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What is a crypto ledger?

A cryptocurrency ledger is a record-keeping system for decentralized digital currencies, such as Bitcoin and other crypto assets. This public ledger secures the identities of users mostly anonymously, maintains their balances of crypto assets, and records all the transactions among network participants. 

 

In the crypto ecosystem, the blockchain is essentially the digital ledger and public record of transactions that is replicated and distributed across the participating network of computers.

 

It is recorded through a decentralized network of computers globally without a central administrator or bookkeeper. The peer-to-peer network duplicates and saves a copy of the digital ledger and updates it as new transactions occur, without a central authority. It is the backbone of the blockchain system that allows cryptocurrencies such as Bitcoin to function. The digital ledger is made up of blocks that are used to record transactions of crypto assets across many computers, in a way that the block cannot be altered later without changing all the other subsequent blocks.

 

Let’s look at an example! If you make a transfer through a bank, the details of the transaction will be entered into the bank’s records. The bank’s accounting system ensures the record of balances on both sides of the transfer. The bank’s records, however, are accessible to bank officials as well as authorities like the government or tax officials. By contrast, on a cryptocurrency ledger, the blockchain - which contains details of the transaction - cannot be accessed by a central authority. The information on the transaction is held not with one institution such as a bank but with a network of computers working in a synchronized manner.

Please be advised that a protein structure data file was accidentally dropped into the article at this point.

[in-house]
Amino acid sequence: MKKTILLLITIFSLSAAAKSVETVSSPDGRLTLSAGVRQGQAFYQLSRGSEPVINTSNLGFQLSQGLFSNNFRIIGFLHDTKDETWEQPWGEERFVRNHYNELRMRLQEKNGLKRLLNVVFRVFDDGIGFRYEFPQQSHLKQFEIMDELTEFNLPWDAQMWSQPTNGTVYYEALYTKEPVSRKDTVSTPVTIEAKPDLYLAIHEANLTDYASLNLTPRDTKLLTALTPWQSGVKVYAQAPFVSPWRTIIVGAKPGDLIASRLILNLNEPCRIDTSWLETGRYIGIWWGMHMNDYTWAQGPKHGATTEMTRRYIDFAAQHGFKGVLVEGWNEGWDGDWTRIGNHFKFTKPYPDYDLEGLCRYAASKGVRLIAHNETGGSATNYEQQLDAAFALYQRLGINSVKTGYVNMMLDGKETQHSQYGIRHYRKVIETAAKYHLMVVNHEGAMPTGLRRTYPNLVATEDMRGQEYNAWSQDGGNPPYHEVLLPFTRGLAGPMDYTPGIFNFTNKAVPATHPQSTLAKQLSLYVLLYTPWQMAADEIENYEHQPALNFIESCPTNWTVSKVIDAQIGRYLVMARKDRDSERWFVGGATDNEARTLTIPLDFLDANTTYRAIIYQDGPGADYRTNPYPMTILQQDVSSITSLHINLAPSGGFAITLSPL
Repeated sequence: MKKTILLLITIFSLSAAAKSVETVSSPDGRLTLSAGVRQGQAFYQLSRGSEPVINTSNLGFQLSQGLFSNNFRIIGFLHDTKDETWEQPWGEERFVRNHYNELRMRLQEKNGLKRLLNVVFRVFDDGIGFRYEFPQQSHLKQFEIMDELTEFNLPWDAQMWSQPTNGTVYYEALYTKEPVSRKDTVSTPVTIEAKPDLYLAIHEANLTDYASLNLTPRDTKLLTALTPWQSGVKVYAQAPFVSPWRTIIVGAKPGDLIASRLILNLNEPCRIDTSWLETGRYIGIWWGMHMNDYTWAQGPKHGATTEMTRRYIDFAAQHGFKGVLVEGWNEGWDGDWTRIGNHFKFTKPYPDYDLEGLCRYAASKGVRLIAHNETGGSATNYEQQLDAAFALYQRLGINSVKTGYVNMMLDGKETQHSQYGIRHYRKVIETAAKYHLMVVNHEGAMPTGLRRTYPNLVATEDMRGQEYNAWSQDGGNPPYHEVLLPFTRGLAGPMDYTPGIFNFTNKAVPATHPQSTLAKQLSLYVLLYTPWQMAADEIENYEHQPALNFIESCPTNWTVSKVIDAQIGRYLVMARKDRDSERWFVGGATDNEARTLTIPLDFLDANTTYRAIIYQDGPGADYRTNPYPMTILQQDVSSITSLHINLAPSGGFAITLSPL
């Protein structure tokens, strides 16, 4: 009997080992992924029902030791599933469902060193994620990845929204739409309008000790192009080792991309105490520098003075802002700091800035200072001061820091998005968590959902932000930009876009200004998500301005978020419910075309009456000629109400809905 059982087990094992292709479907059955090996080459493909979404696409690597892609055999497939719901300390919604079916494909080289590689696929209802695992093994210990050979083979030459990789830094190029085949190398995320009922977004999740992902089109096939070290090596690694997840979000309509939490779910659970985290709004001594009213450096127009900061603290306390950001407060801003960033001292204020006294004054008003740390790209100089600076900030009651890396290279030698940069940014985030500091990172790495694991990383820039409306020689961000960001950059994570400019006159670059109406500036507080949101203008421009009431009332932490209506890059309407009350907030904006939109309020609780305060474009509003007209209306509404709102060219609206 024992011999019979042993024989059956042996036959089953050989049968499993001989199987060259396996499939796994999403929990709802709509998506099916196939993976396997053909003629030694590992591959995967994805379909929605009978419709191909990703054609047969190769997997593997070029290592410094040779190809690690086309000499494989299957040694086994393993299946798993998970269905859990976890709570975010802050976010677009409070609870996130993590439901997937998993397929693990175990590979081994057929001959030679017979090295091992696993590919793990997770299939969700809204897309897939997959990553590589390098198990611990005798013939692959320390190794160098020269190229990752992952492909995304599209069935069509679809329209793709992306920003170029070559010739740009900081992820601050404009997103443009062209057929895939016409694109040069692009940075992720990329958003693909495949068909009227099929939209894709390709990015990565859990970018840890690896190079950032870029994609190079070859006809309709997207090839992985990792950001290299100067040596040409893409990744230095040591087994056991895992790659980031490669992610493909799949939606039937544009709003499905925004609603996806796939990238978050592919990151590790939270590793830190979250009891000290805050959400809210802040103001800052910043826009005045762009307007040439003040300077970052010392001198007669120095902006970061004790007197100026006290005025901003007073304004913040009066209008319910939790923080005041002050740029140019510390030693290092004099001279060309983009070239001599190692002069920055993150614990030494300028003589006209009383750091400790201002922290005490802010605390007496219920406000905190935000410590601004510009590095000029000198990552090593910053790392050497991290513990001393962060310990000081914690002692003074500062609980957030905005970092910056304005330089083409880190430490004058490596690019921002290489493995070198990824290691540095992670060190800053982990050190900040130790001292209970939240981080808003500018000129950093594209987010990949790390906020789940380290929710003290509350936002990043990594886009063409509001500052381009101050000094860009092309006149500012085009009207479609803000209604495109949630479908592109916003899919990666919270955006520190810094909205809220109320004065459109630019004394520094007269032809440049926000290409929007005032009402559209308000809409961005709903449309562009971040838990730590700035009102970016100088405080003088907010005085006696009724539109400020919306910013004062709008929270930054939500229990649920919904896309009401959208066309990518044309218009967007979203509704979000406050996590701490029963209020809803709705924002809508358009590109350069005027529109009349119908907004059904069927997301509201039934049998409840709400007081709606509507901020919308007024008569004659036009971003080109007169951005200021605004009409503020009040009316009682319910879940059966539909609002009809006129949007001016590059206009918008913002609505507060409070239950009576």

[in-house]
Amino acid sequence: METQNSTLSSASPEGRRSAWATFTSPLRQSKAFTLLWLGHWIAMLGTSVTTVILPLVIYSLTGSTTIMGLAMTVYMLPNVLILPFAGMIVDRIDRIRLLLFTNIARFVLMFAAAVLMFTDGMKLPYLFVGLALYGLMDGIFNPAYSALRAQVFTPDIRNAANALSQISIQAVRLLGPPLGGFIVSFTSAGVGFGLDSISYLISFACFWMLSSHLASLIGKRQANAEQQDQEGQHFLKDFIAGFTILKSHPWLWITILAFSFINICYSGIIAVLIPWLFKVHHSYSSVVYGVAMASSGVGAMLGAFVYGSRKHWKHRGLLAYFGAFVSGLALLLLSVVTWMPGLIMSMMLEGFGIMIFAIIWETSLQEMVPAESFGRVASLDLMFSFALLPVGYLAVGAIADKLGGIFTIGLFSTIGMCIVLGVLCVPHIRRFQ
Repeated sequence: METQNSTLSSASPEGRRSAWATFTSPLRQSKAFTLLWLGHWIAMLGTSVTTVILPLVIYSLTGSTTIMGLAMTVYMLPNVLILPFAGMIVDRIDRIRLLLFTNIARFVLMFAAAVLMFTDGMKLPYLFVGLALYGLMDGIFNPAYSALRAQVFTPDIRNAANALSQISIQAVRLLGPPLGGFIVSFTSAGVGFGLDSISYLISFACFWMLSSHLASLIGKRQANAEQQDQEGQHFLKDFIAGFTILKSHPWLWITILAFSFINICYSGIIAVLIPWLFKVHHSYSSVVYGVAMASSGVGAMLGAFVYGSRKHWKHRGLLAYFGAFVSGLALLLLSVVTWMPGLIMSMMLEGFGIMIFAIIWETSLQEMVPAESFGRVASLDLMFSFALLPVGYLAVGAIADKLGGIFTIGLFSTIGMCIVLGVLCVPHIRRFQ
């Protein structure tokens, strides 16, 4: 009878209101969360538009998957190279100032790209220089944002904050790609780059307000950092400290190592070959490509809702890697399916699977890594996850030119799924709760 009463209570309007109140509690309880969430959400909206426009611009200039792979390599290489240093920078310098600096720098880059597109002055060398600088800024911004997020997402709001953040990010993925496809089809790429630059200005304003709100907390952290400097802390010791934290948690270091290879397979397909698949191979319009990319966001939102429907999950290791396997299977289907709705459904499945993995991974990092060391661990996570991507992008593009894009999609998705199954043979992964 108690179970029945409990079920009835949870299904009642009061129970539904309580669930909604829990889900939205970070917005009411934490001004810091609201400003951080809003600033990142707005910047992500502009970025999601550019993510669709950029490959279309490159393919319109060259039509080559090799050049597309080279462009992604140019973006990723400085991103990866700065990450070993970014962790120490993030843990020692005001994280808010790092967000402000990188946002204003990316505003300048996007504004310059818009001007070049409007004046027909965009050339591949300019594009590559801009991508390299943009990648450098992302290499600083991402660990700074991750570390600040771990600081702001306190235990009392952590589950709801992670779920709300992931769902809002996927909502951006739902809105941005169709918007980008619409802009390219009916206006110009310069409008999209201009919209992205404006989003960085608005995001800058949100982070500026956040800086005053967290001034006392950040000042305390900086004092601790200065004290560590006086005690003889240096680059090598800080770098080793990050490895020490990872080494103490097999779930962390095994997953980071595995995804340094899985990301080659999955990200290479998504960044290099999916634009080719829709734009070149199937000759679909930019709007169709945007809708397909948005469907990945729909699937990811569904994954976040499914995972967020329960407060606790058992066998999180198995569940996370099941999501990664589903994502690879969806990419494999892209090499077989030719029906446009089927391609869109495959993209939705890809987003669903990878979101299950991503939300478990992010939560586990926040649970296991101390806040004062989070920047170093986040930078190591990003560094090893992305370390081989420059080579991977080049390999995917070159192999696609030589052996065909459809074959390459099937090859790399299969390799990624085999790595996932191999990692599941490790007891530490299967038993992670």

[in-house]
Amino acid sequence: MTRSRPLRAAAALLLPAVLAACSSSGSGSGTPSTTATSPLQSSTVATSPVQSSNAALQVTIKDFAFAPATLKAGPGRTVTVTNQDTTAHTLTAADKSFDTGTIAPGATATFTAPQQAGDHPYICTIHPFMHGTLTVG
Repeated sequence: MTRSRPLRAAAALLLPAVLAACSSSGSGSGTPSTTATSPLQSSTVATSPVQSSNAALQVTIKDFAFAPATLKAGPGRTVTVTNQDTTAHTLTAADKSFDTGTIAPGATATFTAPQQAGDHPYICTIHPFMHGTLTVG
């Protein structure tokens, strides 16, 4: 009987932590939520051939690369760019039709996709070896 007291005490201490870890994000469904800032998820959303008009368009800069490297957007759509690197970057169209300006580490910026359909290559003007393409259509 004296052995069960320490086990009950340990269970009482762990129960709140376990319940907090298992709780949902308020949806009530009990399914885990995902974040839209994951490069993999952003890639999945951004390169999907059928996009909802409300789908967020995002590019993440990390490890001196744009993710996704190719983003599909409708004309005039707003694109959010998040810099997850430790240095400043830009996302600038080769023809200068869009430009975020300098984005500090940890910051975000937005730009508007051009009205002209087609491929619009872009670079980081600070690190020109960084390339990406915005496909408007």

The concept does have its downsides, though. There are concerns about how to maintain such a long-running history of transactions of crypto assets while keeping the system up and running at the same time. There are also questions over whether a system that records every single transaction - however well encrypted - is exposing network participants to tracking by governments, security services or hackers. This is not necessarily a bad thing, though. In May 2021, Colonial Pipeline, the largest pipeline system for refined oil products in the US, suffered a ransomware attack, but the US government was later able to track down the Bitcoins and recover some of the ransom from the hackers.

Author of this article

Eszter Zalan

Author of this article

Eszter is a Brussels-based content editor and writer with over fifteen years of experience in journalism. She thrives in researching complicated issues and explain their essence in a plain and clear language to guide you through the world of finance.

Eszter Zalan

Content Editor

Eszter is a Brussels-based content editor and writer with over fifteen years of experience in journalism. She thrives in researching complicated issues and explain their essence in a plain and clear language to guide you through the world of finance.

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